Vikas Nath. Launch Pad 2016. International Space Development Conference 2016, Puerto Rico. 18 -22 May 2016
The key to understanding and taking action on climate change is data. 30 years of satellite-based climate data has provided groundwork for various UN treaties on climate change. It led the Geneva-based Inter governmental Panel on Climate Change (IPCC) to conclude in 2007 that “Most of the observed increase in global average temperatures since the mid-20th century is very likely due to the observed increase in anthropogenic greenhouse gas concentrations.”
Interestingly the interest in using satellites for climate change came about with decline in inter-planetary funding of the NASA in the 70s due to economic stagnation in much of the Western world and spurred scientific interest in the Earth’s climate. Until then we had better remote sensing maps of our neighboring planets than Earth!
Today, NASA has more than a dozen Earth science spacecraft/instruments in orbit studying all aspects of the Earth system. EU, India, China and Japan too have their own space crafts collecting climate data. However more countries need to become space faring and launch their own satellites as more real-time observations and action is needed to tackle climate change. This requires opening up of the space sector and lowering the entry point to working on space related projects.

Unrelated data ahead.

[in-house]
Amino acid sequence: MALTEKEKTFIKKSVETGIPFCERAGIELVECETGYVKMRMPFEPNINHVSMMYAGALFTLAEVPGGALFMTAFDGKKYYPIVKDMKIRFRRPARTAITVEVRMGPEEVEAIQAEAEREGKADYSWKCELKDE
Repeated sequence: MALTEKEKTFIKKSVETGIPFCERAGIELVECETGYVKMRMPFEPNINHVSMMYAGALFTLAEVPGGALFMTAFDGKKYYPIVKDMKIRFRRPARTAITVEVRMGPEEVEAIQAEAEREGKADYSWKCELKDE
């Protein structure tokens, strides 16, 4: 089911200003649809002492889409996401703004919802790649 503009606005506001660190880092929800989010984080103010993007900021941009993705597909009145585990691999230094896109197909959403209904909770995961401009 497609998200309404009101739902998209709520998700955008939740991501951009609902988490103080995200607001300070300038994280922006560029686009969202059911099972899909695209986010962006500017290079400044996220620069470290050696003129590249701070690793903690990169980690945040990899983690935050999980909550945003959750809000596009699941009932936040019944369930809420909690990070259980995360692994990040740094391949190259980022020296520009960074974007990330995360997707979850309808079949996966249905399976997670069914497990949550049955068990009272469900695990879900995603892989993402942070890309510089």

Satellites can help countries mitigate and adapt to climate change by providing a new way to look at cropping patterns, water usage, energy generation and greenhouse emissions through global view of vegetation, water and atmosphere. This can aid planning and monitoring of projects aimed at reducing our carbon footprint.
Space sector has long been considered as an exclusive domain of national governments. But it is no longer so. The success of start up companies like SpaceX, Planet Labs, and Skybox Imaging Inc. (later acquired by Google and rebranded as Terra Bella) has changed the perception and opened the sector to Space Start Ups. Final Frontier Design is a start up which makes space suits for NASA and the commercial space industry. The first 3-D printer on the International Space Station was made by a boot-strapped space startup “Made in Space” at NASA’s Ames Research Center. MaxQ became Canada’s first accelerator for space startups while India recently launched its first student built smallsat “Pratham”. The company “BeeHex” whose founders were commissioned by NASA to develop palatable foods for astronauts’ deep space mission to Mars, has commercialized a device that can 3D-print pizza.
The growing demand for small satellites and satellite swarms juxtaposed with greater availability of Commercial Off-The-Shelf (COTS) technologies in space sector is a good sign and should enthuse more youngsters and entrepreneurs to look to space to solve the inter-generational climate change challenge.